Luke Haines: New York In The ’70s – album review
Luke Haines: New York In The ’70s (Cherry Red)
CD/DL/Ltd edition vinyl LP
Out May 19th
Described as “a mythic re-imagining of the New York rock’n’roll scene 1972-1979” this is the first Luke Haines album for a while that will appeal to more than just his loyal fans … or so Ged Babey Says.
As a teenager at the beginning of the 80’s when punk rock had become a joke, was dead and had splintered into different factions and versions, I, and many others (like Luke Haines) looked back and towards America for the seeds that became the evil bloom, the roots of punk. And we liked what we saw and heard and it was good.
Since ’77 the music press had always refered to Lou Reed as the Godfather of Punk… Transformer was still available in the shops (RCA mid-price range) Velvets albums were harder to find. The Phonogram New Wave Sampler album had included two tracks by the New York Dolls and the Ramones and one a piece by Patti, the Void-oids and Talking Heads ….
It was a gradual thing, but bit by bit we pieced together the cast and history of New York Rock’n’Roll through the records, reviews, books about Warhol and Burroughs, interviews with bands like the Psychededlic Furs, Only Ones and Wasted Youth (who appropriated various ideas from NYC proto-punk). Then came books by people like Victor Bockris, Nina Antonia, then South Bank shows on the Velvets … Zigzag kept us up to speed on Thunders latest misadventures as he continued to snatch defeat from the jaws of victory on a regular basis.
Collecting Lou Reed solo albums was a minefield of delight and disappointment; for every work of genius (Berlin, Coney Island Baby) there was a pile of cak (Rock’n’Roll Animal and err Rock’n’Roll Heart) …. it wasn’t like today where Spotify, Google ,Wiki and You Tube can give you everything at the click of a mouse …. it took years to uncover all the secrets of the mythic, motherfuckin’ rock and roll of New York….
Goes the chant or mantra in Cerne Abbas Man, the central song on this magnificent album. The English have never been able to do mythic, motherfuckin’ rock’n’roll quite like the Americans; specifically the sunglasses after dark, black leather clad inhabitants of New York, New York. So cool they named it twice. (Hence a song about Lou Reed being entitled and chorused ‘Lou Reed Lou Reed’.)
Haines retelling of the story features all the main characters as well as the lesser known heroes like Jim Carroll. Bit-players like Connie (Dee Dee Ramones one time girlfriend) get a mention and photographs from the era are brought to life in song; one of Richard Lloyd from Television in particular. In the local Beth Israel hospital (following a narcotic miscalculation no doubt) he is pictured with a drip in his arm on a mobile stand, wearing a hospital gown but smoking a cigarette with a look of stoned arrogance. The picture paints a thousand words and the song uses a dozen of them effectively.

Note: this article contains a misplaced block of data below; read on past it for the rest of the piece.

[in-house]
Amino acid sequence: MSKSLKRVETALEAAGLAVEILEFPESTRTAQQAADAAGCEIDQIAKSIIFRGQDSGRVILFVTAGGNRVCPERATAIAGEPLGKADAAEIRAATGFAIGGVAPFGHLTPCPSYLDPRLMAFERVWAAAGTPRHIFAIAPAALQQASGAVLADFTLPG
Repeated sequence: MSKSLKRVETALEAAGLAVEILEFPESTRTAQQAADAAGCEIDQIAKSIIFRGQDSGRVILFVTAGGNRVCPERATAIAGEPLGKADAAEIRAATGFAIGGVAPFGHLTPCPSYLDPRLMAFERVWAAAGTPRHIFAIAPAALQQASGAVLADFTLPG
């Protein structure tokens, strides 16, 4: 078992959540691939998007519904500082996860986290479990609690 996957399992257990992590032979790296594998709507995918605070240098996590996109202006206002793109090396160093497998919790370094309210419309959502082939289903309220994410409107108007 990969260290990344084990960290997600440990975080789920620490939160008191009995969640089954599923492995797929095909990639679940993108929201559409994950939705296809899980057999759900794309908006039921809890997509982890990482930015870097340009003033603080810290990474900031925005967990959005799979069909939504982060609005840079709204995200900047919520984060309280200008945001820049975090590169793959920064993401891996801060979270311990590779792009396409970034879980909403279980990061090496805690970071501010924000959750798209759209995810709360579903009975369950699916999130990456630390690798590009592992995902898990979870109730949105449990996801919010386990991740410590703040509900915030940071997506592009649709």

Alan Vega Says is a cool song title, so New York and a tip of Haines hat to Lou’s songs Candy Says, Caroline Says, Stephanie Says ….
The love songs to the people and the era are perfectly respectful yet gently taking the piss, more out of our own fandom than the actual artistes.
Tricks & Drugs & Kicks is another NY Mantra –
“You have to Turn the Tricks to Make The Bucks,
To Buy The Drugs, To Get The Kicks
Which make The Tricks seem a little bit better”
It’s a junkie version of Londons Burning, the nursery rhyme ( Fetch the engine…) not the Clash song …
Its a knowing, clever, funny collection of homage & pastishe, made with love but oozing a wry sarcasm and knowing truth that we (fans of NYC R’n’R) have wasted so much of our time daydreaming about being part of an equivalent scene. “I wanna be like you..” sings Luke in a dreamy appropriation of a sentiment that’s pure Jungle Book.
The Suicide pastishe Drone City is superb and includes a hilarious echo-ey grunt in the style of Alan Vega only it comes out sounding more like Jack Douglas from the Carry On films when he had one of his nervous ticks (Wa-hey-ugh!)
Vic Godard recorded his own New York tribute in a song called Johnny Thunders which aped beautifully JT’s trashy guitar playing and sneer. Jonathan Richman honoured the Velvets in a song called Velvet Underground on which he played soundalike Fender – a heartfelt homage in-the-style-of its subject. Haines avoids this by making a mellow, trippy, chill out album with just as many electronic sounds as guitars.
The enduring image from this, Lou Kane’s latest masterpiece is the Cerne Abbas Man striding through downtown Manhattan “with his cock in his hand”,( Don’t point that thing at me buddy” says Thunders) entering CBGB’s and giving Richard Hell the hee-bee-gee-bees.
Haines is a Genius.
All words by Ged Babey. More work by Ged can be found in his Louder Than War archive.